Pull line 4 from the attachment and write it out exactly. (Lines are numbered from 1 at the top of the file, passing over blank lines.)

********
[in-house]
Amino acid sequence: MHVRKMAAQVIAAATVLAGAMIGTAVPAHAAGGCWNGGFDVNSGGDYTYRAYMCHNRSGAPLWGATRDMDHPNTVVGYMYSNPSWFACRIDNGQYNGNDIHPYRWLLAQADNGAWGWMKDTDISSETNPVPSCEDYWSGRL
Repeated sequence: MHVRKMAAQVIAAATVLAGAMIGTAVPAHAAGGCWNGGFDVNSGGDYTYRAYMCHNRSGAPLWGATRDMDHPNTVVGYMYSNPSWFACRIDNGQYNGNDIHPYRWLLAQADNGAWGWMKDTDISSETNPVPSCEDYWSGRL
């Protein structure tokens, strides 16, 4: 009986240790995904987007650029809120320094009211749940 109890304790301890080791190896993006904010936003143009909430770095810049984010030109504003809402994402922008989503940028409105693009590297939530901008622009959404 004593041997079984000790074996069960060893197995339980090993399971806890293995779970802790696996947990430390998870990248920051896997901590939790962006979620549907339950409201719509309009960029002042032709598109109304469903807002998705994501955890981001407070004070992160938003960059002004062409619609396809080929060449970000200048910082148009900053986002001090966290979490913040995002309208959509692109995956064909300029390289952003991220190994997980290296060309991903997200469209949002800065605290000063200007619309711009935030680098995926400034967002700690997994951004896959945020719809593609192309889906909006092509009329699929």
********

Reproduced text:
């Protein structure tokens, strides 16, 4: 009986240790995904987007650029809120320094009211749940 109890304790301890080791190896993006904010936003143009909430770095810049984010030109504003809402994402922008989503940028409105693009590297939530901008622009959404 004593041997079984000790074996069960060893197995339980090993399971806890293995779970802790696996947990430390998870990248920051896997901590939790962006979620549907339950409201719509309009960029002042032709598109109304469903807002998705994501955890981001407070004070992160938003960059002004062409619609396809080929060449970000200048910082148009900053986002001090966290979490913040995002309208959509692109995956064909300029390289952003991220190994997980290296060309991903997200469209949002800065605290000063200007619309711009935030680098995926400034967002700690997994951004896959945020719809593609192309889906909006092509009329699929």